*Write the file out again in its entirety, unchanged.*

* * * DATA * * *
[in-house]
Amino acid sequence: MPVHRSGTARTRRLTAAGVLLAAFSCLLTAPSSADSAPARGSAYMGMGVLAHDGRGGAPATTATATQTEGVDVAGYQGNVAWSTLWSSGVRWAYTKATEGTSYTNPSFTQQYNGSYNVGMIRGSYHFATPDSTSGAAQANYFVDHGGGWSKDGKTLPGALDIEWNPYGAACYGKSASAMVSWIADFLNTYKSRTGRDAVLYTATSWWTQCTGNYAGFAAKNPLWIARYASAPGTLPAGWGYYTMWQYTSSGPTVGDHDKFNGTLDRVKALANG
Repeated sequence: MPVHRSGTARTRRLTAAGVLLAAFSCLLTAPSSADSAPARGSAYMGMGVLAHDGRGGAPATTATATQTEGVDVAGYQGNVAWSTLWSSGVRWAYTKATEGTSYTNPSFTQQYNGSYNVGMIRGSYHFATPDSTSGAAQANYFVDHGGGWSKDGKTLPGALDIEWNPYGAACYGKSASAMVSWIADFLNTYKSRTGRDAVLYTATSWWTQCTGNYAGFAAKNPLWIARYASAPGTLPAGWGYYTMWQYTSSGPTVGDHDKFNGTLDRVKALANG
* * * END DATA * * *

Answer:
[in-house]
Amino acid sequence: MPVHRSGTARTRRLTAAGVLLAAFSCLLTAPSSADSAPARGSAYMGMGVLAHDGRGGAPATTATATQTEGVDVAGYQGNVAWSTLWSSGVRWAYTKATEGTSYTNPSFTQQYNGSYNVGMIRGSYHFATPDSTSGAAQANYFVDHGGGWSKDGKTLPGALDIEWNPYGAACYGKSASAMVSWIADFLNTYKSRTGRDAVLYTATSWWTQCTGNYAGFAAKNPLWIARYASAPGTLPAGWGYYTMWQYTSSGPTVGDHDKFNGTLDRVKALANG
Repeated sequence: MPVHRSGTARTRRLTAAGVLLAAFSCLLTAPSSADSAPARGSAYMGMGVLAHDGRGGAPATTATATQTEGVDVAGYQGNVAWSTLWSSGVRWAYTKATEGTSYTNPSFTQQYNGSYNVGMIRGSYHFATPDSTSGAAQANYFVDHGGGWSKDGKTLPGALDIEWNPYGAACYGKSASAMVSWIADFLNTYKSRTGRDAVLYTATSWWTQCTGNYAGFAAKNPLWIARYASAPGTLPAGWGYYTMWQYTSSGPTVGDHDKFNGTLDRVKALANG